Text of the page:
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Friday, April 04, 2008

Hooliganism at Glemsford.

From the Suffolk Free Press: December 29th 1909.

At a meeting at the school in Glemsford when Mr W. Eley Quilter the Unionist candidate and several more gentlemen visited Glemsford with the intention of delivering an address on the political situation, a hostile gathering thronged the approach to the school and the arrival of the visitors was the signal for a hostile demonstration

During the whole of the evening, utmost confusion prevailed, the chairman tried to maintain order but his efforts were greeted with derisive shouts

Another cause for annoyance was a young man who constantly rose from his seat and interrupted each speaker, at one stage there was nearly a brawl when the chairman Mr W.S.Goodchild went over to the sweep and endeavoured to reason with him. He seemed to resent the chairman’s remarks and wished to know who was going to put him out and squared up in a pugilistic manner.

The pandemonium continued unabated until the close of the meeting a party of friends from Sudbury and Melford formed a bodyguard for the visitors and escorted the party to the rectory.

On leaving the rectory, stones and mud were thrown at their cars and several missiles struck the windows of their vehicles.

2 Comments:

Blogger Steve Clarke said...

Hmm.

Interesting.

I wonder what the connection might be with the so-called Melford Riot of 1885.

The Liberal candidate on that occasion was one Cuthbert Quilter.
It was he whom the men of Glemsford marched to support. According to Richard Deeks (in "The Matmaker and The Magistrate"), Mr Quilter made at least one attempt to calm down his supporters, but succeeded only in inflaming them still more!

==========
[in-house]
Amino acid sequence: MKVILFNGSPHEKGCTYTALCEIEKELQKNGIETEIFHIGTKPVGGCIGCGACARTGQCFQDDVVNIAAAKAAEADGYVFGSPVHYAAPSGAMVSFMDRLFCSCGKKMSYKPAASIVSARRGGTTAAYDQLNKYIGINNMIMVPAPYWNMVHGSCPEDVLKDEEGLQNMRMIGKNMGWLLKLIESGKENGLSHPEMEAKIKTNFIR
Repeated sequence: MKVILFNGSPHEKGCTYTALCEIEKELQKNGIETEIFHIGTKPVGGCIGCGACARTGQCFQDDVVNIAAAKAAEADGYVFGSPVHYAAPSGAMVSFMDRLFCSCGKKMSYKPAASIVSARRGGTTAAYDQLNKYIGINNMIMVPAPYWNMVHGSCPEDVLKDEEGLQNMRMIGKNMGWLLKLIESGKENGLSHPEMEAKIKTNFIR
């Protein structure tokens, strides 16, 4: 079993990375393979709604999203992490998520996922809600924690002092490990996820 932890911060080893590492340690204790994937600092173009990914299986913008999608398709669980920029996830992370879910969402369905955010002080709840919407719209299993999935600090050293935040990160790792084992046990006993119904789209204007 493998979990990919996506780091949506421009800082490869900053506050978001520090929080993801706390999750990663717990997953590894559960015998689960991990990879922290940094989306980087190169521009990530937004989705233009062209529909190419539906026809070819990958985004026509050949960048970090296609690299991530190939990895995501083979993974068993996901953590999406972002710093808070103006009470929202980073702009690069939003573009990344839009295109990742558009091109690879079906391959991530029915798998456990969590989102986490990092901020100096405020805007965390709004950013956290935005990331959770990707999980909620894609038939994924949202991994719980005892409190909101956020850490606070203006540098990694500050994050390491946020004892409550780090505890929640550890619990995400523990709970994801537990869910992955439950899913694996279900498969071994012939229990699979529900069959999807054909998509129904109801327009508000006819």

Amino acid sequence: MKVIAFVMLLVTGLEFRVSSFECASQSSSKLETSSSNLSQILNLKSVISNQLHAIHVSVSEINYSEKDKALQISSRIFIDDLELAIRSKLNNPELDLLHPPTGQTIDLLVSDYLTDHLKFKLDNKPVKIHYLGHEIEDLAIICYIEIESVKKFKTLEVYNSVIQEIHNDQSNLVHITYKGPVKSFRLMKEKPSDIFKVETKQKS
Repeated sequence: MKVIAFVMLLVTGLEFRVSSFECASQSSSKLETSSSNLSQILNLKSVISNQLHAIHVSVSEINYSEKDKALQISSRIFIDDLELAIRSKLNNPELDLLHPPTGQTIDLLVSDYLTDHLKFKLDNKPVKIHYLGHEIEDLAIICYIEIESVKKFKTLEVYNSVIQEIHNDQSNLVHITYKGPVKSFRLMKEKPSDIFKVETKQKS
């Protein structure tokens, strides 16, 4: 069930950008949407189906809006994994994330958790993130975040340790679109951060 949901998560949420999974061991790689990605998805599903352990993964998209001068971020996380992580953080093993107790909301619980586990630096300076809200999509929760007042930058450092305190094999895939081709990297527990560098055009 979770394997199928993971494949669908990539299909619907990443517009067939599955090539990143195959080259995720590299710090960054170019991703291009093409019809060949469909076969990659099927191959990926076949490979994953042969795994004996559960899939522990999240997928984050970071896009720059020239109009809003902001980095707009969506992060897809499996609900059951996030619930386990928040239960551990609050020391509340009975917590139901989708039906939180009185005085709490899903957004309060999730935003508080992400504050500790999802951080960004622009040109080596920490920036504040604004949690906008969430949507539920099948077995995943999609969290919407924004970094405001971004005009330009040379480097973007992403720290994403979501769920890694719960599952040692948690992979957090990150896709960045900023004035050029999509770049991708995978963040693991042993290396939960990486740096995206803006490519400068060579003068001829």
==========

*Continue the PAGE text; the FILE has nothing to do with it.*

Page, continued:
But the Mr Quilter of 1909 was the Unionist candidate: I wonder if his name had anything to do with the reception he received.

4:59 PM  
Blogger Andrew Clarke said...

This was Sir William Eley Cuthbert Quilter, 2nd Bt. (1873 to 1952)
he became 2nd Baronet Quilter. He represented Sudbury in the House of Commons as a Conservative from 1910 to 1918. His younger brother was Roger Quilter, the composer. 1877–1953), His father was the notorious MP, Stockbroker and art collector Sir William Cuthbert Quilter, 1st Baronet Quilter, of Bawdsey Manor, Suffolk. Besides being an art collector, he was one of the founders of the National Telephone Company and was Liberal Unionist Member of Parliament for Sudbury from 1885-1906. The Quilters had interests in the West indies in Sugar, and there is a fascinating collection of family photographs dating back to the 1900s. There ere five children in all.

5:17 PM  

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